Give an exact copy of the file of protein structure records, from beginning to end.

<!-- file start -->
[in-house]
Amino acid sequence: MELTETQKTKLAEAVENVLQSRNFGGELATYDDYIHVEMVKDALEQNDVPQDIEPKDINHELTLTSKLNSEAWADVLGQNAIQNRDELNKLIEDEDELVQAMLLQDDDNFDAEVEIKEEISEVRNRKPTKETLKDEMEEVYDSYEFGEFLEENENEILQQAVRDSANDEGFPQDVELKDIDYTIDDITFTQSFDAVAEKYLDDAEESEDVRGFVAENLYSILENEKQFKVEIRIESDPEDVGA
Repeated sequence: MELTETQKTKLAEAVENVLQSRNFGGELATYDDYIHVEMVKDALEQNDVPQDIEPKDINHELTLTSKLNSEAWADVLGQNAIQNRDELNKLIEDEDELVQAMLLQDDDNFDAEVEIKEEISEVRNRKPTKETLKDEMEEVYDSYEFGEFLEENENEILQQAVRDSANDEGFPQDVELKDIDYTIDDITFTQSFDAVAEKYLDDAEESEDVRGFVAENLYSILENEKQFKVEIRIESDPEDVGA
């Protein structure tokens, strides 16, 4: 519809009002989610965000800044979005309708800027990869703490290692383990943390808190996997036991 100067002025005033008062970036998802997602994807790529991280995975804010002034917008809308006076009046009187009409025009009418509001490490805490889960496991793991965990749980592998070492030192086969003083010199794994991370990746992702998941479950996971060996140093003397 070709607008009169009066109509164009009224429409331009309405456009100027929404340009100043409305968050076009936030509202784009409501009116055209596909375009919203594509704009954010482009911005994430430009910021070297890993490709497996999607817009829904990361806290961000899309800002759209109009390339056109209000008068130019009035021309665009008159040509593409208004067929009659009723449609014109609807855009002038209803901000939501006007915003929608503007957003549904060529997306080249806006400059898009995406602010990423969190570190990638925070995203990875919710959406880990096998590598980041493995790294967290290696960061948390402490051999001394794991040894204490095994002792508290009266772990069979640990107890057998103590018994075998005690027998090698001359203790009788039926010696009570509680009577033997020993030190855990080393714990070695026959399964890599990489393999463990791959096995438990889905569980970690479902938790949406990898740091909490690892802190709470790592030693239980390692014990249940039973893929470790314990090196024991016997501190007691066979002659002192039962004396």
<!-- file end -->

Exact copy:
[in-house]
Amino acid sequence: MELTETQKTKLAEAVENVLQSRNFGGELATYDDYIHVEMVKDALEQNDVPQDIEPKDINHELTLTSKLNSEAWADVLGQNAIQNRDELNKLIEDEDELVQAMLLQDDDNFDAEVEIKEEISEVRNRKPTKETLKDEMEEVYDSYEFGEFLEENENEILQQAVRDSANDEGFPQDVELKDIDYTIDDITFTQSFDAVAEKYLDDAEESEDVRGFVAENLYSILENEKQFKVEIRIESDPEDVGA
Repeated sequence: MELTETQKTKLAEAVENVLQSRNFGGELATYDDYIHVEMVKDALEQNDVPQDIEPKDINHELTLTSKLNSEAWADVLGQNAIQNRDELNKLIEDEDELVQAMLLQDDDNFDAEVEIKEEISEVRNRKPTKETLKDEMEEVYDSYEFGEFLEENENEILQQAVRDSANDEGFPQDVELKDIDYTIDDITFTQSFDAVAEKYLDDAEESEDVRGFVAENLYSILENEKQFKVEIRIESDPEDVGA
């Protein structure tokens, strides 16, 4: 519809009002989610965000800044979005309708800027990869703490290692383990943390808190996997036991 100067002025005033008062970036998802997602994807790529991280995975804010002034917008809308006076009046009187009409025009009418509001490490805490889960496991793991965990749980592998070492030192086969003083010199794994991370990746992702998941479950996971060996140093003397 070709607008009169009066109509164009009224429409331009309405456009100027929404340009100043409305968050076009936030509202784009409501009116055209596909375009919203594509704009954010482009911005994430430009910021070297890993490709497996999607817009829904990361806290961000899309800002759209109009390339056109209000008068130019009035021309665009008159040509593409208004067929009659009723449609014109609807855009002038209803901000939501006007915003929608503007957003549904060529997306080249806006400059898009995406602010990423969190570190990638925070995203990875919710959406880990096998590598980041493995790294967290290696960061948390402490051999001394794991040894204490095994002792508290009266772990069979640990107890057998103590018994075998005690027998090698001359203790009788039926010696009570509680009577033997020993030190855990080393714990070695026959399964890599990489393999463990791959096995438990889905569980970690479902938790949406990898740091909490690892802190709470790592030693239980390692014990249940039973893929470790314990090196024991016997501190007691066979002659002192039962004396």